e-scooters

Electrically assisted bikes, trikes, etc.
Tangled Metal
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Re: e-scooters

Postby Tangled Metal » 21 Sep 2020, 1:30pm

However not all escooter users are idiots. You cannot tar all with the same brush or become like those "bl00dy cyclists " type of drivers.

My work colleague might have a speedy and totally illegal on uk roads /footways e scooter but he's a safe enough rider of it from what I've seen. It's just that it's easy to use. Just go out the door, hop on and you're away. That's the real reason for him being off the estate first he's going as fast as any car would want to considering the car damaging potholes to negotiate but he's already down the road when most car users are finally ready to move.

Jdsk
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Re: e-scooters

Postby Jdsk » 2 Oct 2020, 9:44am

New Report from the House of Commons Transport Committee:
"E-scooters: pavement nuisance or transport innovation?"
https://publications.parliament.uk/pa/cm5801/cmselect/cmtrans/255/25502.htm

includes:
"Subject to the conditions we outline in this Report being met, we believe that the Department should take swift action to legalise the use of privately owned e-scooters on roads and cycle lanes. We would expect this to take place within the next 18 months."

Jonathan

mattsccm
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Re: e-scooters

Postby mattsccm » 21 Oct 2020, 5:51pm

I can't find the report from a few years back but it did confirm that virtually all pedeststrian/car collisions were the pedestrians fault, usually through failing to look before stepping out. Agreed that we all feel that a car should be able to stop in all circumstances (so should a bike, e scooter etc ) but we have to be realistic here. A yards notice isn't enough.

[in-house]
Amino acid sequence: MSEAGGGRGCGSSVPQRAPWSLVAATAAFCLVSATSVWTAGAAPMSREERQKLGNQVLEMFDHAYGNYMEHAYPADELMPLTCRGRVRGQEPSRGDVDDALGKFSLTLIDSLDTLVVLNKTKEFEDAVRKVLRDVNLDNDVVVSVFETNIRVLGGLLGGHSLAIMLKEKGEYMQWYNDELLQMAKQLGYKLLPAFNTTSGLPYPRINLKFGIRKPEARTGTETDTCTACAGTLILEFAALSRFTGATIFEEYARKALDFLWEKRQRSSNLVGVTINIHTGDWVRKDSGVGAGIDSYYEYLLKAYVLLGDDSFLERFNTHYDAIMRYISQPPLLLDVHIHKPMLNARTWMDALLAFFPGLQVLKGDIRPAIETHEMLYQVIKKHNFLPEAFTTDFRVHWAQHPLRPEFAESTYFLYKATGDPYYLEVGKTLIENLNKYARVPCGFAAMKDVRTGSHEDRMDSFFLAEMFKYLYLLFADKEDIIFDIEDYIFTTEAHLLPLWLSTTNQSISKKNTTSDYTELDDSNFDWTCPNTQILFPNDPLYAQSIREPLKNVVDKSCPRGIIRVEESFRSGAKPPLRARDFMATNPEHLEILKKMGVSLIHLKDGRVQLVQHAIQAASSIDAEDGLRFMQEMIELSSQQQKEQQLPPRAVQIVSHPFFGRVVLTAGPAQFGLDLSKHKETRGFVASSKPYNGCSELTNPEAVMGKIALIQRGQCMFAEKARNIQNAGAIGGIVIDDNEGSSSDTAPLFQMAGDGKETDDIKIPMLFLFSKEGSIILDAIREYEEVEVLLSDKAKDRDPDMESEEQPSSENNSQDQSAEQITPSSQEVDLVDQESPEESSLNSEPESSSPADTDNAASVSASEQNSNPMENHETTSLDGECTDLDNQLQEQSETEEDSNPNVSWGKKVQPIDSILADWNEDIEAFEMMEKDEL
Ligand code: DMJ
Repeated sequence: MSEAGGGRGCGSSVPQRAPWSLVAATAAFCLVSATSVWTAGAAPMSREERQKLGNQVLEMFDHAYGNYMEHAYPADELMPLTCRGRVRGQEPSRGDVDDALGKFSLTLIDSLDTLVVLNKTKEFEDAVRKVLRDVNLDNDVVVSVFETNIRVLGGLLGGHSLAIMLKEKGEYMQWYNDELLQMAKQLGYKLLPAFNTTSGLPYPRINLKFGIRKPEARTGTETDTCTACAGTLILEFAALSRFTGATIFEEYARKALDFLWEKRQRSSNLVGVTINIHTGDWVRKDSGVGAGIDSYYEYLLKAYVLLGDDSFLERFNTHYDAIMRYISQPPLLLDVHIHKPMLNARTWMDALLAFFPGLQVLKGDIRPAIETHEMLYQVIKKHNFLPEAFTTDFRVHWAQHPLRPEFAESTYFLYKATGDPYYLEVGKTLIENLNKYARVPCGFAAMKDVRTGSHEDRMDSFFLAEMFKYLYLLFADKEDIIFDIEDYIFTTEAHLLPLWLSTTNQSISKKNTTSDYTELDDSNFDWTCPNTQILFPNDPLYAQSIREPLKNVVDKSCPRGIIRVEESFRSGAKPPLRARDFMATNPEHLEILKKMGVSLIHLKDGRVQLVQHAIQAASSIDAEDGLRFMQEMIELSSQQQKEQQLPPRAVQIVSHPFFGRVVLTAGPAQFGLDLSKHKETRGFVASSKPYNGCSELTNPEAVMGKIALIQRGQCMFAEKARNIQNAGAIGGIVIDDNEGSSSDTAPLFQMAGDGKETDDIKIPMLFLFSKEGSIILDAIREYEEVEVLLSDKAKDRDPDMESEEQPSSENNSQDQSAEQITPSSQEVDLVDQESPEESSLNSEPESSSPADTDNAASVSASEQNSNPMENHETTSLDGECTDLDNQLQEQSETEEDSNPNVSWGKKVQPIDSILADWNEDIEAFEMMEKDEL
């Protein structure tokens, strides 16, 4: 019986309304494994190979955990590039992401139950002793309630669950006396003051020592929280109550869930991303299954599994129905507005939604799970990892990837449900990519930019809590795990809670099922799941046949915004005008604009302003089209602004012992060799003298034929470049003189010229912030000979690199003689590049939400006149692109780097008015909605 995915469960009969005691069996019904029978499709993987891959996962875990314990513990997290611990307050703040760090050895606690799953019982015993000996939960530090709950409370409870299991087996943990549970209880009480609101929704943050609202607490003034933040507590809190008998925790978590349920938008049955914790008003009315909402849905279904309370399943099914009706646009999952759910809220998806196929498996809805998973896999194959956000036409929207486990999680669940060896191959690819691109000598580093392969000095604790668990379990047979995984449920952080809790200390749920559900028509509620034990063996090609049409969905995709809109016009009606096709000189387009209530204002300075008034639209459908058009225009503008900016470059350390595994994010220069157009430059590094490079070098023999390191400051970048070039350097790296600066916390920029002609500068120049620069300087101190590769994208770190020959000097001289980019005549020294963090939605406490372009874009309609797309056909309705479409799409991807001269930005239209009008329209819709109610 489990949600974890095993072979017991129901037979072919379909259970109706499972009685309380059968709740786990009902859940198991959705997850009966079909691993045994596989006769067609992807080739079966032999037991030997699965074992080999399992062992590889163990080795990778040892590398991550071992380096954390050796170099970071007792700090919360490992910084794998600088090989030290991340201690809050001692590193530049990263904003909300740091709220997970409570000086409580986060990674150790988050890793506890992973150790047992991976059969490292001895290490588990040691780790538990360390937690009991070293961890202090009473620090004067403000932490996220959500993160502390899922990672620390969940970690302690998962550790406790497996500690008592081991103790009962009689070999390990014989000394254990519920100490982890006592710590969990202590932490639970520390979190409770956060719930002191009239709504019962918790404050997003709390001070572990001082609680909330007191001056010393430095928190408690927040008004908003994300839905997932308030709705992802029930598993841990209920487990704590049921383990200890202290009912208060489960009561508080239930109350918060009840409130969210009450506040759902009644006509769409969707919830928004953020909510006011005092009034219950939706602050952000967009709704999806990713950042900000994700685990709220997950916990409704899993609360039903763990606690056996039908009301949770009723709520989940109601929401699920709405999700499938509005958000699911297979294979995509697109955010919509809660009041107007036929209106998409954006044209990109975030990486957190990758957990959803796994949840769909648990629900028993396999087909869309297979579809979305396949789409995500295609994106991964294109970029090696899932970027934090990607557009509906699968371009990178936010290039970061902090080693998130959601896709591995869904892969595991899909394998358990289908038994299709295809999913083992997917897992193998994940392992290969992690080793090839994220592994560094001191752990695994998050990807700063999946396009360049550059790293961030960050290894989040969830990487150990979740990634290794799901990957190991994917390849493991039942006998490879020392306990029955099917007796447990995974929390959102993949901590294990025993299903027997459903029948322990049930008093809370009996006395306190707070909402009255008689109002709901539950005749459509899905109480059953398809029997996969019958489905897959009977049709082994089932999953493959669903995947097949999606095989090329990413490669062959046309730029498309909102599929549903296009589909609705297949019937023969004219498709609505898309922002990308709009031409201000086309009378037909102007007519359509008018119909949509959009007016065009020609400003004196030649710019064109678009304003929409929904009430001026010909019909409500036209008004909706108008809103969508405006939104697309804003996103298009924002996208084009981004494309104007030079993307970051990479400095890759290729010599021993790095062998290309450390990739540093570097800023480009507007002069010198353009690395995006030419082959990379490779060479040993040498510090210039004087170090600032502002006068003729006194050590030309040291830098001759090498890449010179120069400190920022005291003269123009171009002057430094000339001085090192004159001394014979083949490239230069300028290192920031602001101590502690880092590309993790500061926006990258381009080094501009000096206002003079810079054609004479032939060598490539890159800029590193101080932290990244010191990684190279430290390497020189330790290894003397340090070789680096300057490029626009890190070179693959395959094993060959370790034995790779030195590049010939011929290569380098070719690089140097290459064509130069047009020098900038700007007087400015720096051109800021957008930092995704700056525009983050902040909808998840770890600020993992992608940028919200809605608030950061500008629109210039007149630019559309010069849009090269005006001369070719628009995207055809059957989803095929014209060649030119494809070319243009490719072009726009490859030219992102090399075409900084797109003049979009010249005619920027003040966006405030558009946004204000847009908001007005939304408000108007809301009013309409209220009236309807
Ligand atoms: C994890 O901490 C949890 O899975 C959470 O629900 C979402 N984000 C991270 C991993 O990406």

djnotts
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Re: e-scooters

Postby djnotts » 12 Nov 2020, 10:38pm

Observing the e scooter trial area in Nottingham is quite interesting. Repaint any vague look alike yellow and one will be unchallenged I am sure. Indeed in one cross-city journey today I saw a non-hire one being ridden on the pavement by the central police station passing 2 uniformed officers without challenge. And maybe 6 "illegal" ones elsewhere.
A case of tech leading the legislation.
Need at least a provisional licence and insurance (via the hire company in the trial areas).
If/when nationally legalised, shan't be surprised if cycles also require insurance. Got to protect the car supremacy somehow!

Cyril Haearn
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Re: e-scooters

Postby Cyril Haearn » 13 Nov 2020, 7:47am

Abandoned scooters are ubiquitous in some towns because they may be abandoned and logged out anywhere, again public space is being abused by businesses

The phone-thing could easily be modified so they might only be logged out and left at certain places, but where?
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kwackers
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Re: e-scooters

Postby kwackers » 13 Nov 2020, 9:49am

Cyril Haearn wrote:Abandoned scooters are ubiquitous in some towns because they may be abandoned and logged out anywhere, again public space is being abused by businesses

The phone-thing could easily be modified so they might only be logged out and left at certain places, but where?

The problem with dockless systems is users like them, they can get to the door of where they want to go and dump the vehicle there.

I'm no fan of them whether e-scooters or bikes. I think they should all be docked (you'd think it'd be a no-brainer for electric vehicles because they could recharge at the docking station).

Number of private e-scooters near me continues to grow, see a few most mornings now with folk obviously commuting on them.
At least with private scooters the users aren't going to simply dump them anywhere, far too easy to steal and too valuable.

As for pavements, it simply needs policing as per bicycles on pavements, nothing unique about scooters there.

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mjr
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Re: e-scooters

Postby mjr » 13 Nov 2020, 10:17am

mattsccm wrote:I can't find the report from a few years back but it did confirm that virtually all pedeststrian/car collisions were the pedestrians fault, usually through failing to look before stepping out.